Welcome to The Collector’s Corner, a new series of stories about watches from the 1980s, 1990s and early 2000s, and maybe the occasional watch from the 1970s. You could say, ‘post quartz-crisis watches’ or watches from the renaissance of high-end watchmaking or ‘youngtimers’ or ‘neo-vintage’. Whatever you (or we) call these watches, there are so many very cool watches from the aforementioned era that really deserve some renewed attention and that’s exactly what we will do in the Collector’s Corner instalments. We describe why we think they’re cool and why they deserve your attention!
The ‘neo-vintage’ watches, despite their own contributions to horology, remain overlooked and (often) under-appreciated and are just entering the cusp of vintage-dom. To understand the significance of this era, it’s important to do a quick recap of the quartz crisis; so much has already been said on the subject that I promise to keep it short! And then, we’ll start this series by looking at an important watch, one that truly deserves your attention, and one that offers a lot of mechanical pleasure for a relatively accessible price (for now…), the IWC Pilot’s Watch Doppelchronograph 3711.
The world’s first commercially viable quartz wristwatch, the Seiko Astron, was introduced in 1969. With the promise of cheap, reliable, and accurate timekeepers from the East, the values of traditional mechanical watchmaking – not just Swiss – were turned on their head. The watch models that are credited with saving the mechanical watchmaking industry are well-known to all and were designed by a certain Gerald Genta. The Audemars Piguet Royal Oak and the Patek Philippe Nautilus ushered in a new age where watchmaking was less about timekeeping and more about the preservation of generations of tradition, heritage, and art. After the quartz crisis led to a culling of the herd in the Swiss watch industry, the two decades that followed were a time of rebirth and re-discovery for many companies. It’s crazy to think that mechanical watchmaking went from being on the brink of obsolescence to being a celebration of complications, all in the span of some 20 years! By the early 1990s, in fact, watch companies were engaged in a competition to see who could manufacture the most impressive uber-complicated watch.
You’re probably asking yourself what all of this has to do with IWC… after all, this is supposed to be an article about IWC, right?
IWC after the quartz crisis
Since its founding in 1868, IWC’s engineering-driven approach manifested itself in a series of technological innovations. In 1885, IWC designed the first watches with a digital hours and minutes display (the so-called Pallweber system). IWC’s first “Special Pilot’s Watch”, which featured a rotating bezel with a triangular luminous index to aid pilots in registering takeoff times, was launched in 1936. The 1940s saw the development of a robust and efficient pawl-based winding system by Technical Director Albert Pellaton. This technological focus also led IWC to participate in the collaborative effort of Swiss watchmaking companies to develop a Swiss quartz movement in the late 1960s, the same technology that would leave the company floundering for direction in the 1980s.
The history of IWC, much likes the fates of its now-sister Richemont companies A. Lange & Söhne and Jaeger-LeCoultre, is intertwined with one Günter Blümlein. Born in the shadow of a war-ravaged Germany in 1943, Blümlein benefited from the rapid recovery and reconstruction in Germany known as the Wirtschaftswunder. In 1980 Blümlein, an engineer by trade became the head of Les Manufactures Horlogères, an umbrella company that the German precision instrument company VDO Adolf Schindling AG formed to manage its newly acquired portfolio of two watchmaking companies: IWC and Jaeger-LeCoultre.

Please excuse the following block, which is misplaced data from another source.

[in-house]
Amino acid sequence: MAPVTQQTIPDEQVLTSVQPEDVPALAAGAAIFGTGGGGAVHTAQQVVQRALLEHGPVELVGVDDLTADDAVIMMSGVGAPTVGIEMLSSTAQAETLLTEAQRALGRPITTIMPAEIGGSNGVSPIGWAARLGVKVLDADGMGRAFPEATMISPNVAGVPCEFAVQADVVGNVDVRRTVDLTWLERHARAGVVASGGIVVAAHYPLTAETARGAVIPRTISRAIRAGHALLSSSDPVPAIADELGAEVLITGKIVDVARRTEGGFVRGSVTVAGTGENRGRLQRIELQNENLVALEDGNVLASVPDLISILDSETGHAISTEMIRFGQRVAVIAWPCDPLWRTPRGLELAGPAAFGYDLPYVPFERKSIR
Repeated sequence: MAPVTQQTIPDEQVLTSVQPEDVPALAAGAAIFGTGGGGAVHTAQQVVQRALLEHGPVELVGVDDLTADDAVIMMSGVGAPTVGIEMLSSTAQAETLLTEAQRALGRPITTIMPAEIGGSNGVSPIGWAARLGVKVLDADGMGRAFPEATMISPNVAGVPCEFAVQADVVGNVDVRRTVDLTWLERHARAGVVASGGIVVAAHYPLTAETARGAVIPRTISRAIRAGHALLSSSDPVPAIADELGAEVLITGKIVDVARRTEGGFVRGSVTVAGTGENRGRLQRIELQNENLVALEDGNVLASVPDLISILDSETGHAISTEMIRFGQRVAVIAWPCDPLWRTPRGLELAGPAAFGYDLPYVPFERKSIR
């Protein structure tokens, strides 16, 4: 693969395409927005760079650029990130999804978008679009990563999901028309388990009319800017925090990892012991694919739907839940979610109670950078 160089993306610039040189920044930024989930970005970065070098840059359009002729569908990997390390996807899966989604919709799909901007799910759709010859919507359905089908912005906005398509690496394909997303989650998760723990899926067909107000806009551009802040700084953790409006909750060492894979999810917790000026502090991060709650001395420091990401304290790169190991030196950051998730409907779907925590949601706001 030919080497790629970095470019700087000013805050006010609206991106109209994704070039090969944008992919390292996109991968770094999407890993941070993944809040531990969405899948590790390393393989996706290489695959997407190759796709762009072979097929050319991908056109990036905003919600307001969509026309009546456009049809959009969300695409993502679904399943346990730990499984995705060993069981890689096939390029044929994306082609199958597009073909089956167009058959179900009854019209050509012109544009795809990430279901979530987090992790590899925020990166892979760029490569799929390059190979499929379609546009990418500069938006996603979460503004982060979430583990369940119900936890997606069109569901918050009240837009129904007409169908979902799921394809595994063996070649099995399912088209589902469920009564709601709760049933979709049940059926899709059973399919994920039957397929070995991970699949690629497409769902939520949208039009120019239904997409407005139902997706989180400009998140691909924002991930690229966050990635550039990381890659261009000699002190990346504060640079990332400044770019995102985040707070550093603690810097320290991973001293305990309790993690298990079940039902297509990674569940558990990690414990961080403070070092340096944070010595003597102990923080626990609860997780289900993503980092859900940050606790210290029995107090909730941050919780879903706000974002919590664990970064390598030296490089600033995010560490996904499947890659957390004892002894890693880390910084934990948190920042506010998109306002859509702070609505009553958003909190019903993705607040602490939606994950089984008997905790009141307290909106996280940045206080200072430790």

For a full look at the impact Mr Blümlein had on IWC, Jaeger-LeCoultre, and A. Lange & Söhne, and on watchmaking as a whole in recovering after the quartz crisis, check out our in-depth in-depth feature remembering Mr Blümlein, 20 years after his passing.
The year Blümlein took over LMH marked the beginning of the great turnaround for IWC and it’s important to devote some words to understand the impact he had on the company. Under the visionary Blümlein, IWC was marketed as an unabashedly masculine manufacturer of no-nonsense timepieces. Engineering was put front and centre. IWC watches were to be timekeepers for the young and adventurous crowd – it was a clean break from the fuddy-duddy, old-fashioned IWC of the past.
Building on IWC’s experimentation with exotic case materials, such as the original IWC-Porsche Design compass watch in aluminium, IWC experimented with watches in titanium and ceramic, and sometimes even a combination of the two.
Blümlein also had the foresight to make the iconic Flieger watch available to the general public. Formerly, the Mark XI, which had been in production since 1948, was only offered to military and civilian pilots. The 1989 Pilot’s Watch range was finally made widely available with the introduction of the reference 3741 and, reflecting the predominance of quartz technology at the time, powered by a JLC meca-quartz movement.
At the same time, Blümlein doubled down on mechanical watchmaking and pioneered the concept of accessible, modular complications. First came the Da Vinci Perpetual Calendar Chronograph wristwatch, which used Kurt Klaus’s mechanically programmed calendar module on top of the ubiquitous Valjoux 7750 that was already widely being used in the company’s line-up. And second, with the Doppelchronograph ref. 3711, the world’s first modular split-seconds chronograph complication was born. Two years later, IWC released the Il Destriero Scafusia, “The Warhorse from Schaffhausen” to commemorate the 125th anniversary of its founding. This 125-piece grand complication, a tourbillon, minute repeater, perpetual calendar, split-seconds wristwatch took the idea of the modular complication to new heights, and is actually based on the Valjoux 7750!